Yesterday was such a solidly restorative day. I woke up feeling accomplished, laundry done, lunches packed, broth made, pill box filled. I decided it was time to go to back the office, if only for a few hours. It felt so good to be so singularly focused on work again, in a way that I’m unable to be while I’m home. I am working my way back into this new normal and right now, things are feeling relatively in balance.
My letter to All Children’s was still sitting there, open on my desktop, when I came home. I have edited, and edited, and edited, and edited, and edited. I was admonishing myself for continuing to belabor the issue when I was introduced by a mutual friend to another mother whose daughter is experiencing Stevens Johnson Syndrome right now. She does not have leukemia and did not contract SJS from Methotrexate, but it was enough of a catalyst to put this antagonizing word document to rest, once and for all. I made a few final changes, attached the final version to my email, and in a moment that happened so quickly I couldn’t stop myself, I clicked the mouse. I didn’t attach a photograph. I just hit send.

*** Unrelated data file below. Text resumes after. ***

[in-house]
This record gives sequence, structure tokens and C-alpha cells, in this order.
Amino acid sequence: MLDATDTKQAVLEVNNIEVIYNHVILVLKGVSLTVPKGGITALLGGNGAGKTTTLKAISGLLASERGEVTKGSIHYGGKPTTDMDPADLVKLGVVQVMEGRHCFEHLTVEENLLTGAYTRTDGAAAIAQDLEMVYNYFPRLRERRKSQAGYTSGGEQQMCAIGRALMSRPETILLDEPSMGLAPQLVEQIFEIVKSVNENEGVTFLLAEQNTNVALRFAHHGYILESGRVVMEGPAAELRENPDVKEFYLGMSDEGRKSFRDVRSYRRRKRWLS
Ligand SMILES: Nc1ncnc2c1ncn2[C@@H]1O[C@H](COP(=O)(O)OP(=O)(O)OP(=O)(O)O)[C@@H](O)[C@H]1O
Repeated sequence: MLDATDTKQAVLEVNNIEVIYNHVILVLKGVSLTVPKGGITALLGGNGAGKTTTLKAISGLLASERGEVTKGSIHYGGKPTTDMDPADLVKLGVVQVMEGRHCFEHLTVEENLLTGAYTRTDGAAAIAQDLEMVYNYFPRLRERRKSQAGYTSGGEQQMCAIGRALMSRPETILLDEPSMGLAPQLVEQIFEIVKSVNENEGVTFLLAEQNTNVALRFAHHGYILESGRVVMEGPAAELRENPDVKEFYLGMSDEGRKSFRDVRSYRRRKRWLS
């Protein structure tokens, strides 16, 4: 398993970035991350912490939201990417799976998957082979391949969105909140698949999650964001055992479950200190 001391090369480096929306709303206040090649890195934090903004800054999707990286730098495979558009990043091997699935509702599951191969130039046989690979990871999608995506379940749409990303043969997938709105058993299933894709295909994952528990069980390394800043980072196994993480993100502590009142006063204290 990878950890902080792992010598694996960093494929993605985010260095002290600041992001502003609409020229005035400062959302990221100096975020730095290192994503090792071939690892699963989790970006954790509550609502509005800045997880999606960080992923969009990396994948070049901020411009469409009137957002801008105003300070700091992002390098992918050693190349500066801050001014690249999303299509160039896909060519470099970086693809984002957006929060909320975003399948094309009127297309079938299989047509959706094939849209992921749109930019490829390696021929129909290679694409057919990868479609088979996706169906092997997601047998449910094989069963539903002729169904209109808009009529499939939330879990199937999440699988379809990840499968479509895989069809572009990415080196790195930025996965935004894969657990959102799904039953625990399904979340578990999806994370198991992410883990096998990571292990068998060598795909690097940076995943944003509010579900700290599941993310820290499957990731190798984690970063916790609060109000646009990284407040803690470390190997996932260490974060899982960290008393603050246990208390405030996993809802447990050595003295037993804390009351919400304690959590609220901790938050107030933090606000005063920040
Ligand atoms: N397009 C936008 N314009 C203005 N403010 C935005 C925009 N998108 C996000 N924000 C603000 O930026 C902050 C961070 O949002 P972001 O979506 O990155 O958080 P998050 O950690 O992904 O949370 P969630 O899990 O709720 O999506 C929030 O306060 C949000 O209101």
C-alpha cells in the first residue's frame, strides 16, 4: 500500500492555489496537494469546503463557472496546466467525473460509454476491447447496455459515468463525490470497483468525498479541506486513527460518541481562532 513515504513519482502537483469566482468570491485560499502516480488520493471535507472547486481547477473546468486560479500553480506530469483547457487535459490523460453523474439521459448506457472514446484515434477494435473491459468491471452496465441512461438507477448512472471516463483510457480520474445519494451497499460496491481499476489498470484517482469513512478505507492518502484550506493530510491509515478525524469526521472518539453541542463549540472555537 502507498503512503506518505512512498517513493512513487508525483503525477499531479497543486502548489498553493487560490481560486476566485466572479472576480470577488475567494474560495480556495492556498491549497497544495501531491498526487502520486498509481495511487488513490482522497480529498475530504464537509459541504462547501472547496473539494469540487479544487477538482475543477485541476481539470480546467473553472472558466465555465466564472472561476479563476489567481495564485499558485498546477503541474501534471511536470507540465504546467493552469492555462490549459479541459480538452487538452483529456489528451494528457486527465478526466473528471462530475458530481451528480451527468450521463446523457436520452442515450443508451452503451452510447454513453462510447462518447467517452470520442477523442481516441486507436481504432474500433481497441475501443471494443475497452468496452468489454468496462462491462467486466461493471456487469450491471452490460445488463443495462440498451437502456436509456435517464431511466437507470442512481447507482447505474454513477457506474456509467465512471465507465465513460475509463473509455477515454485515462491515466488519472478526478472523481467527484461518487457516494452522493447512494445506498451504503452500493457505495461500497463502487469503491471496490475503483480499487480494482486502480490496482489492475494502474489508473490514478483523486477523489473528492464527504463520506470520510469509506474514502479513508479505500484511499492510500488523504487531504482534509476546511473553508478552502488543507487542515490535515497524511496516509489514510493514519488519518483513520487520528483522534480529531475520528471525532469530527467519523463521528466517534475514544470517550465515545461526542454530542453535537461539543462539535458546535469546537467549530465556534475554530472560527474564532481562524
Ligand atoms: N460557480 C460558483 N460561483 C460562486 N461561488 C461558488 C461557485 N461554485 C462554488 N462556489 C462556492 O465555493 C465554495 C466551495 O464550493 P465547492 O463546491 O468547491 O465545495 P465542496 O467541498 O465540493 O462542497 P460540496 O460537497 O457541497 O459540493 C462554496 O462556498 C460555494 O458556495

My heart was racing and I felt like I was going to vomit, but it’s over. And I know for a fact that I did the right thing.
When I put the boys to bed last night, I noticed two big bruises on Benjamin’s leg and one on his arm. I calmed myself. After all, they had played in the street with their friends for most of the day, football, basketball, baseball. I examined him thoroughly. I gave him the “petichiae test” of scratching his back, something he loves that also reveals tiny red dots if his platelets are dangerously low, which they decidedly aren’t. Everything is fine. He has bruises from a solid weekend of play. But these moments stab me, and the weight on my chest returns. As much support as the universe gives us, I still feel the need to be hypervigilant, and restorative Sunday notwithstanding, hypervigilance is exhausting.
When the boys came home from school we played in the cool air of our front yard. I cut flowers my husband planted. I helped with homework. I prepared healthy food. I looked around at our beautiful space and breathed in and breathed out, deeply and fully, until the weight started to feel a little lighter.